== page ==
IN the lofty halls of GUM, the Soviet Union's largest department store, lines have been forming for an item that is becoming as rare as tropical fruit - soap. ``I have been all over this city, in practically every drugstore in town. Nothing. I can't believe it,'' says Tatiana Bonina, who stands behind some hundred other people waiting to purchase rose-scented soap called Foam. ``What am I to do? I used up my last piece of soap washing my children's clothes because laundry detergent is nowhere to be found. We haven't seen it in over a month.''
``These men who promise us more goods and a new economy ... Where is it? They will surely have soap for their baths tomorrow. Me? I run around and wait in line,'' she says.
``Who knows why (there is a soap shortage)?'' says the elderly gentleman standing in front of her. ``It could be that our cows have grown leaner. Maybe they have shipped it all to Armenia. But somewhere, someone is not doing what they should be doing, and that is providing us with soap.''
The chorus of complaints was felt in the Kremlin last week, when the Soviet Council of Ministers on Monday dismissed the deputy minister of the chemical and refining industries, V.P. Ivanov, for ``his irresponsible attitude to fulfill his task on increasing the volume of production of detergents.'' A Tass announcement of the dismissal was printed in the newspaper Trud under the headline, ``The Guilty Are Punished.''
The decision by the Council of Ministers aims to cool the growing public debate surrounding the soap shortfall that has spiraled into a ``bureaucrat-hunt.''
``About the mechanism coming to a halt,'' one reader from Arkhangelskaya recently wrote to Moscow News, ``if we compare it to Stalinist times, then there was no mechanism, but there were culprits. Now, it's the other way around: There is a mechanism, but no culprits ... We should give the mission to the KGB to study the problem of soap and explain: where, how many, when, why ... to find out through the whole pyramid - from bottom to top.''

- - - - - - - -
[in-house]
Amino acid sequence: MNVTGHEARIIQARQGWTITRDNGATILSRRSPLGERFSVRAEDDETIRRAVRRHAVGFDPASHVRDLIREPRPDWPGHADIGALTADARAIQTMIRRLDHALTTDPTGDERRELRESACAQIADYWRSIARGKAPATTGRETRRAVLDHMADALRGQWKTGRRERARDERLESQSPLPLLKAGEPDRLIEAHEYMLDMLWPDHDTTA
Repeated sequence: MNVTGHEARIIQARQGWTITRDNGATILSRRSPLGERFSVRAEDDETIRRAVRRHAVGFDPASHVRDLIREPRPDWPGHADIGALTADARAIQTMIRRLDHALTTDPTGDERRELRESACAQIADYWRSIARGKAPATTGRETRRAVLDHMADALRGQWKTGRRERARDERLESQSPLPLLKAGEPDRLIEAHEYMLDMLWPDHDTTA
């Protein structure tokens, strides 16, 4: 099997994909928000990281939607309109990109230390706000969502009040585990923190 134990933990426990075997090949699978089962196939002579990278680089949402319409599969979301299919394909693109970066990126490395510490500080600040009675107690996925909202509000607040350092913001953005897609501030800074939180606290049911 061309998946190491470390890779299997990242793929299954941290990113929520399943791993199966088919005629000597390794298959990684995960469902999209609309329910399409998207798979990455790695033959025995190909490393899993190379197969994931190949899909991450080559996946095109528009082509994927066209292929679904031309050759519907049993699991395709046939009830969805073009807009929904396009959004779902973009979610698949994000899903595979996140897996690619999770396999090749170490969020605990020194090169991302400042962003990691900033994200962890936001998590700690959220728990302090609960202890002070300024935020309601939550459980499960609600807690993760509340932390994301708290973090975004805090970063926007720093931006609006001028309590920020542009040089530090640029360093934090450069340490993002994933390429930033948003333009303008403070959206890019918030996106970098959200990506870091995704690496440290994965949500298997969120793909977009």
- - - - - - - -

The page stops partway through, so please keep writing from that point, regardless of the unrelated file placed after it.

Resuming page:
The political weekly Argumenti i Fakti traced the problem it back to 1984, when there was a huge surplus of soap and detergent sitting in central warehouses. The warehouses notified Gosplan, the central planning agency, and Gosplan sent the signal through the system that production was to be cut back by 15 percent.
In a centrally planned economy, the obstacles to adjusting to new consumer needs can be formidable. Getting a bar of soap to a store shelf involves a nightmare of signatures and authorizations.
A goal of so many tons of soap is projected by the ministries of trade (Mintorg) and chemical and refinery industries (Minkhimprom) through Gosplan, and contracts are signed for the production of soap and the supply of raw materials to make it. Plans are handed down to republics, districts, stores, warehouses, factories, and suppliers. On paper, everything is in balance.
But if factories don't produce enough soap or receive necessary supplies, the store can't simply go to a different warehouse; or the factory, to a different supplier. All elements of production are tied into contracts that weave through the economy.
Alongside from these bureaucratic obstacles, the problem is compounded by ``negative phenomenon,'' or illegitimate reasons. These can range from selling soap on the sly to having Viktor of the Omsk region warehouse hijack a transport truck for a week to drive his mother-in-law to Vladivostok.
So why isn't there enough soap on Moscow shelves? Gosplan says it was lack of reserves (Mintorg's fault) and the closing of factories (guilty: Minkhimprom) that led to the deficit. Minkhimprom says it produced above levels set by the plan, insinuating that Mintorg wasn't distributing the soap it had been making. Mintorg defensively points out that last year two-thirds of its reserves were depleted, thus blaming Gosplan for not projecting demand.
And while government agencies are pointing fingers at one another, in the center stands (and waits in line) the Soviet consumer. In a centrally planned economy where supply is controlled, the only uncontrollable factor - and therefore the culprit - is demand.
Nonetheless, Gosplan says that production has been increased by 15 percent and Mintorg has purchased 180,000 tons of soap from abroad.
And while the scenario plays itself out - the government blames the people for asking too much, the people blame the government for not giving enough - the line in GUM inches along and tempers grow short.
As she reaches the cashier, half an hour after joining the line, Tatiana pays for eight bars of soap - the limit set today.
Stuffing the pink packets in her bag she says: ``Maybe with this I can clean up our economic mess.''